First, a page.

Ultimately, my goal is a dog that I myself think fits the description of a good Dutch Shepherd – a dog that I myself want to live and train with. A good Dutch Shepherd for me is a motivated, social, durable and agile dog, a dog with well-developed drives and excellent trainability. A dog that is able to be trained to succeed in nearly any sport, but simultaneously is stable enough to be environmentally safe and undemanding at home without the need of excessive training. Especially skills in safe social interaction and the ability to calm down at home are very important traits for me.
The quality of a breed population is constantly changing, and the type molded by fashion or genetic drift isn’t necessarily always what the breed “should be”. For me it is very important to be able to see past the club politics at any given point in time and respect the origin of the Dutch herding dog as a hardy, adaptable breed with a heart of a real working dog. I’m not reaching for extreme traits, but for a dog that is mentally strong, balanced and suitable for sport, and on top of that able to live a full healthy life as a faithful companion of their family.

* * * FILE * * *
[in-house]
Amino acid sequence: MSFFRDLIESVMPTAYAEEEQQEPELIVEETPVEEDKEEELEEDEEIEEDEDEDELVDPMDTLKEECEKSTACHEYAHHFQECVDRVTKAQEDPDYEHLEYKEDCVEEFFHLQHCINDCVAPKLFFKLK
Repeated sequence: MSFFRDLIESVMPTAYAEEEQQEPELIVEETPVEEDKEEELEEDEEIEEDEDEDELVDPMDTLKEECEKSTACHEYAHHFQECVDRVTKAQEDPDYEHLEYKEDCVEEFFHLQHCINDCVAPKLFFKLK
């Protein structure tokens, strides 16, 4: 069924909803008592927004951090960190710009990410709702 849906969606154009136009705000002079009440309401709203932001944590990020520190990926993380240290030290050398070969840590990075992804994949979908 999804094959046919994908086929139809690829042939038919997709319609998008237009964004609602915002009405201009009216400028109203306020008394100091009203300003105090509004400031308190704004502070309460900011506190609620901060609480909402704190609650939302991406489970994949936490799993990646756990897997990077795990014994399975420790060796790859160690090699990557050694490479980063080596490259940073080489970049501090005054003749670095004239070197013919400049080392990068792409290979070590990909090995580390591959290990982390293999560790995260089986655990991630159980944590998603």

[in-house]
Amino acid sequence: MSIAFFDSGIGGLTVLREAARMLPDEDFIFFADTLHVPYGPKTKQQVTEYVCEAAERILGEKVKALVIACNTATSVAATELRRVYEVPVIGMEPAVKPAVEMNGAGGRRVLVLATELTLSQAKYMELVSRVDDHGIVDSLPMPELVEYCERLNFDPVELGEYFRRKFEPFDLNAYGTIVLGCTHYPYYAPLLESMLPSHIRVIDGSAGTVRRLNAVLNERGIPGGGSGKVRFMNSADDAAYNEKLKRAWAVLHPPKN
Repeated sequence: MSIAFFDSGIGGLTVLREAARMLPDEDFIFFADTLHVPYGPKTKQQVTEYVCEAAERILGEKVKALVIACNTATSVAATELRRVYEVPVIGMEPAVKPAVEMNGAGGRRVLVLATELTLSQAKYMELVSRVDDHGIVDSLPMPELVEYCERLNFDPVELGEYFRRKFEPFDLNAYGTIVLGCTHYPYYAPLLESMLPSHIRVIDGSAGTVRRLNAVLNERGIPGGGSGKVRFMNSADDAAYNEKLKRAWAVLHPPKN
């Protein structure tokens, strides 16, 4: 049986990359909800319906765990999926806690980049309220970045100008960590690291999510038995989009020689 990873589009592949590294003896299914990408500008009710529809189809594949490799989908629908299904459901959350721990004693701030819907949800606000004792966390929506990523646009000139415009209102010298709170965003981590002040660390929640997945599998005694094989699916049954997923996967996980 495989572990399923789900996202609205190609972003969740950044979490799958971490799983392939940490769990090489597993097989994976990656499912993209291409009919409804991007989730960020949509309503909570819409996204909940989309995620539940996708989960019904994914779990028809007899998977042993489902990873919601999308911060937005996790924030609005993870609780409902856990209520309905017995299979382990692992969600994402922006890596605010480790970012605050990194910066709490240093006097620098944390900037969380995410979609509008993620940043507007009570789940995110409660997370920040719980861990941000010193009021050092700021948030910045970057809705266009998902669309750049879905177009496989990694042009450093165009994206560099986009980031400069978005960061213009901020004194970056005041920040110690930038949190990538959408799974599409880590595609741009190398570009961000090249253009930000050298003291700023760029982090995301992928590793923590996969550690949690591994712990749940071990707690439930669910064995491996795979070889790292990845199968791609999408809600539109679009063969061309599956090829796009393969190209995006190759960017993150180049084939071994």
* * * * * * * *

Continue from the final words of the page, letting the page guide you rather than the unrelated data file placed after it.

Because genetic diversity is pretty much the most important thing for population health, all my litters have a clear mixed background (e.g. through inter-variety crosses and open stud books). Even if increased diversity will not magically produce only dogs with perfect health and character, it not only reduces countless health risks, but opens doors for more effective selection and keeps the options for the future of the breed much brighter going forward as well. A part of upholding the future of the breed past my time as a breeder is avoiding popular sires and otherwise overused families, and the attempt to create equally good fresh pedigree structures for the future.
When it comes to outward appearance, something I’m always keeping in mind is that an active dog needs a healthy structure to feel well both inside and out. Structures disadvantageous to a constantly moving working dog are most seen in bloodlines where workability isn’t guiding selection anymore: show winner and healthy structure aren’t automatically the same thing.